In response to all these issues, the Solomons began making veiled threats to move the team. These threats became more real when in 1976 the Solomon’s were granted the ability to sell or relocate the team by the other NHL owners.


The Solomon’s complaining did not sit well with the St Louis faithful, especially when they threaten to move. Things got worse in 1977 when the Blues fired several employees to meet payroll. The only explanation given by the ownership was the increasing financial burden of the arena they had to consolidate several departments. All the turmoil led to a drop in season-ticket sales. Between 1970-71 to 1974-75 the Blues led the league in attendance. Once all the issues were made public, attendance started to drop. Reportedly there was a 5,000 drop in season ticket sales in 1977.

Along with the intention between Blues ownership and the federal and municipal governments, fans were also getting fed up with the poor management of the team. Specifically Sid Solomon III. Sid III became known as a meddler. He constantly fired his coaches and general managers. between 1971 and 1977 the Blues had 11 coaches and six general managers.

Ralston Purina

In 1976 the Blues hired Emile Francis as head coach, general manager and executive vice-president. When all the turmoil in 1977, the ‘cat’ began to work his magic. He somehow convinced H. Hal Dean, chairman of the Ralston, to buy the Blues, the St Louis Arena and the subsequent $8.8 million debt on both entities as a civic responsibility. With new ownership committed to the St Louis market, the turmoil subsided.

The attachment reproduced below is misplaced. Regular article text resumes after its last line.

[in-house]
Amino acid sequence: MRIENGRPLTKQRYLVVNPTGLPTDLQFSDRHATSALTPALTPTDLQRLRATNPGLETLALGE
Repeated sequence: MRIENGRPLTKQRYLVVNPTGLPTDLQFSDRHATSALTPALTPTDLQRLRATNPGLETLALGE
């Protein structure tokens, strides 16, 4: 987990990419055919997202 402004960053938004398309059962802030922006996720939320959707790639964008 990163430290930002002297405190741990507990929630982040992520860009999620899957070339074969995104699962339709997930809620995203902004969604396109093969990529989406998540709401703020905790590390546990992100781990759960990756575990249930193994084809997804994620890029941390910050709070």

It subsided until 1981 when Dean retired and Ralston Purina had a new chairman, Wiliam Stiritz. Stiritz had no interest in hockey or owning a team that was operating at a $10 million loss. In 1982, it was announced Stiritz was putting the Blues up for sale. In a shocking announcement, Stiritz announced the team had been sold to Batoni-Hunter Enterprises, Ltd. a company out of Saskatoon, Saskatchewan.

Saskatoon Blues

Batoni’s president was Bill Hunter, one of the founders of the WHA and former owner of the Edmonton Oilers (WHA version). Hunter said once the deal was finalized, the team would move to Saskatoon and they were ready to break ground on a new 18,000-seat arena for the new team. Hunter and Ralston had agreed on a price, Ralston then cut 60% of the Blues staff in preparation for the move. All that was needed was the other owner’s approval.

Unfortunately for Hunter, the league did not approve the sale. They felt Saskatoon was too small a market for an NHL team. In response, Ralston filed an anti-trust lawsuit against the league, owners, and the NHL president.